As president of a car dealership, Eric Rehkemper is a busy man.
He stays cool under pressure, all while managing Type 1 diabetes.
"It's a 24/7, seven days a week, whether you're on vacation or whether you're working the job. It's something that always factors into everything you're doing," Rehkemper said.
The only approved drug to keep Type 1 diabetics alive is insulin, but it's dangerously easy to over and under-dose.
"Insulin is difficult and risky and challenging," said Janet McGill, MD, an endocrinologist at Washington University St. Louis.
The treatments for Type 1 and 2 diabetes are different. But doctors are now trying Type 2 drugs on Type 1 patients.
"What these drugs offer is a little reprieve from doing everything perfectly just with insulin," Dr. McGill said.
One class of type two drugs called GLP1 receptor agonists lower insulin doses and improve blood sugars. Another class, called SGLT2 inhibitors significantly lower blood sugar levels for many type ones.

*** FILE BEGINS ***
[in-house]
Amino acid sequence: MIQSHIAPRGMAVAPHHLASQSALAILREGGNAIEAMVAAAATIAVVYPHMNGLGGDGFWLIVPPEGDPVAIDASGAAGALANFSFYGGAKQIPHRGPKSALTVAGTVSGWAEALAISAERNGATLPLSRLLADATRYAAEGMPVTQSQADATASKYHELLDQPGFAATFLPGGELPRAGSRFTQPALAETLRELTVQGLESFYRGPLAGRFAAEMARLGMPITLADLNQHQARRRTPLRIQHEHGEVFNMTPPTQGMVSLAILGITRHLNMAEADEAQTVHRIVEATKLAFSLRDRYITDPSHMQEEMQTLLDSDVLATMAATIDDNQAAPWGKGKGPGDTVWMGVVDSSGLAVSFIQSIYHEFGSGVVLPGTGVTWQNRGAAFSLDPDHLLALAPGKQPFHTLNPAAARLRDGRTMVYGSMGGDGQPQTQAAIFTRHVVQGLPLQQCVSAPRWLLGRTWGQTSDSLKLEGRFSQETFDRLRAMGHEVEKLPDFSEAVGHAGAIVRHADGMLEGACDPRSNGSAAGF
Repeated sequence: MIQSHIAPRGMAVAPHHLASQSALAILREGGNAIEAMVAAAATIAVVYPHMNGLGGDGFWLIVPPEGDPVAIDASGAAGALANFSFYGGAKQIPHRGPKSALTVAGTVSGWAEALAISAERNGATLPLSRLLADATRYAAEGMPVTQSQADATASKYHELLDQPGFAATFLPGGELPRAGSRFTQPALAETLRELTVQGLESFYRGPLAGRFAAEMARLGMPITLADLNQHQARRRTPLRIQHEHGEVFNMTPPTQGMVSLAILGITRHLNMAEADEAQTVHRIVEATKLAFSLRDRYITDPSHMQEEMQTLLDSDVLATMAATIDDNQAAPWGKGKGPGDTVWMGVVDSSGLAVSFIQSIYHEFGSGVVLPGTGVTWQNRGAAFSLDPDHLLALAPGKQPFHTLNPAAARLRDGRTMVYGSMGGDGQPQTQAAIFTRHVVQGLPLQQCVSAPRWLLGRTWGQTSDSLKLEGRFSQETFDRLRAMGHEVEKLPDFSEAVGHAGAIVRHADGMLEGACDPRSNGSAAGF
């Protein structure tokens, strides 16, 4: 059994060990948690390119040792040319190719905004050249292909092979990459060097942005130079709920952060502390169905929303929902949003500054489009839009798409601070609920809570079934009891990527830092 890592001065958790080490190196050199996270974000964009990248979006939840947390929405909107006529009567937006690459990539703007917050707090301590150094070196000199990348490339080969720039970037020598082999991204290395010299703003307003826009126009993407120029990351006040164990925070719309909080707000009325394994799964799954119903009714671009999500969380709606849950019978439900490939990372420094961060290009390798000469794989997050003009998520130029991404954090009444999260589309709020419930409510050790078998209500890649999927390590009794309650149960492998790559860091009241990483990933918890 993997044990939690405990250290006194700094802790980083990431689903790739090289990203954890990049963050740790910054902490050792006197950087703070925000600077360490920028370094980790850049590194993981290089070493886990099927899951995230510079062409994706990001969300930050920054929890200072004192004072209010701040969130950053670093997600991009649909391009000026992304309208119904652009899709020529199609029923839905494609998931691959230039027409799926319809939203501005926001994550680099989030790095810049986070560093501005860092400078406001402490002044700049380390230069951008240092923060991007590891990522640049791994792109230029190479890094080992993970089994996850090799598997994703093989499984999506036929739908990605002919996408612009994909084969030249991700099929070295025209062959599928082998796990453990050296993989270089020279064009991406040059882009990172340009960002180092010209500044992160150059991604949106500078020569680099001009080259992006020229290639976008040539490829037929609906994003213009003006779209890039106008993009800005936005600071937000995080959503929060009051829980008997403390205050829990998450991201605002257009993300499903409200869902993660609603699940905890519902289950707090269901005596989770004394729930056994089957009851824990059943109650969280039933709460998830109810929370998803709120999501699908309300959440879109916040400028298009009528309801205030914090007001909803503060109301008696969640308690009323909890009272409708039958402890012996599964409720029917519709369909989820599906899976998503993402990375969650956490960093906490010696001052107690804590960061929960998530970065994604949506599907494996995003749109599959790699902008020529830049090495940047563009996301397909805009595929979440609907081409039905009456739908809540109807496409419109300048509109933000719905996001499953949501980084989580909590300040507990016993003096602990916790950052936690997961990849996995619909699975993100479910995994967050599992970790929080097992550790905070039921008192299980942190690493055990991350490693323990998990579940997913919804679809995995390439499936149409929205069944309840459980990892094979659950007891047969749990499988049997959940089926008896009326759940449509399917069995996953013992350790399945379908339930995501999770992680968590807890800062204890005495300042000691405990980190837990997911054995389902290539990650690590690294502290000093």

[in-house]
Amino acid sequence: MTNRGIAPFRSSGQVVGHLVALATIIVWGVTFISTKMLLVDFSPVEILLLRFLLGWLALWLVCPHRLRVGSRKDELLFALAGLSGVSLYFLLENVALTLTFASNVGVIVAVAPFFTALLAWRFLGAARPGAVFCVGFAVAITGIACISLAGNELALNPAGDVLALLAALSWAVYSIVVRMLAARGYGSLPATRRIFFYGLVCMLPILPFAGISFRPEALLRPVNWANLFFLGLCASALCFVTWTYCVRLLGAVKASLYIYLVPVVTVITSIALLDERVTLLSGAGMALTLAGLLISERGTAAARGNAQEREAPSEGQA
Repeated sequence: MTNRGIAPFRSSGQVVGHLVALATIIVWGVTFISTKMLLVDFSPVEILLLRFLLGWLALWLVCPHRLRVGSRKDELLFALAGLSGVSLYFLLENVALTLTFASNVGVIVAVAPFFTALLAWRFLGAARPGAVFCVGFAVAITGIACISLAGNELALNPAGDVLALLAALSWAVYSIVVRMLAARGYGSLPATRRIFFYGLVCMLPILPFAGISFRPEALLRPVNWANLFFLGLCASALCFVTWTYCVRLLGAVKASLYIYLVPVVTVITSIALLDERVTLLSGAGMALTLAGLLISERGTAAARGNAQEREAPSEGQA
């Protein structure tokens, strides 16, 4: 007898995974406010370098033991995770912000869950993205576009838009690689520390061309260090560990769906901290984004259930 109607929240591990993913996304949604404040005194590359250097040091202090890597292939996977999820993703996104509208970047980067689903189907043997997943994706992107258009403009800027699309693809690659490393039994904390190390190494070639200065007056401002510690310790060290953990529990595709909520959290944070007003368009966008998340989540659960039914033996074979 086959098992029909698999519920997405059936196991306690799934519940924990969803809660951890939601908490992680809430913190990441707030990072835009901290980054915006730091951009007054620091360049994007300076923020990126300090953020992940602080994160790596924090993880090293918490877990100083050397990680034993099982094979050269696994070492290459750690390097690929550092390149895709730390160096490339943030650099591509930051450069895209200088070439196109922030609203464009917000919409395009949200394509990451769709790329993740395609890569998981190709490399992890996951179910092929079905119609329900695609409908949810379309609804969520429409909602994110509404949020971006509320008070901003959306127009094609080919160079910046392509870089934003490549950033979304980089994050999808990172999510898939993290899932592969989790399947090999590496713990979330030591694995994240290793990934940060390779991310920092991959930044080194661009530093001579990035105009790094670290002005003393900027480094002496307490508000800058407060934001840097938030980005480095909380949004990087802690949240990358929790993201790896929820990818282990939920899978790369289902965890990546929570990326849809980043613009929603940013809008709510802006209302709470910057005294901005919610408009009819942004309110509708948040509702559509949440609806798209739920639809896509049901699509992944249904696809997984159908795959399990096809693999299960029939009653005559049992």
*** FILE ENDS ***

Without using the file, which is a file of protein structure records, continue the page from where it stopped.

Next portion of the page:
Dr. McGill explained, "It reduces some of the very high blood sugars that occur after meals."
SGLT2 inhibitors also improve heart and kidney health.
"Some get quite noticeably good results," said Dr. McGill.
Rehkemper has seen big improvements in his blood sugar by taking an SGL2 inhibitor along with his insulin.
"It has been such a great improvement on my body. Probably added 10, 15 years to my life, I would say," said Rehkemper.
Another common drug for Type 2 diabetes, metformin, has also shown to reduce insulin needs for some Type 1 diabetics while improving blood sugar control. It's important for patients with Type 1 diabetes to discuss the pros and cons of each of these drugs to determine if any of them are an appropriate addition to their current treatment.
Contributors: Stacie Overton Johnson, Field Producer; Rusty Reed, Videographer; Cyndy McGrath, Supervising Producer; Jamison Kozcan, Editor.
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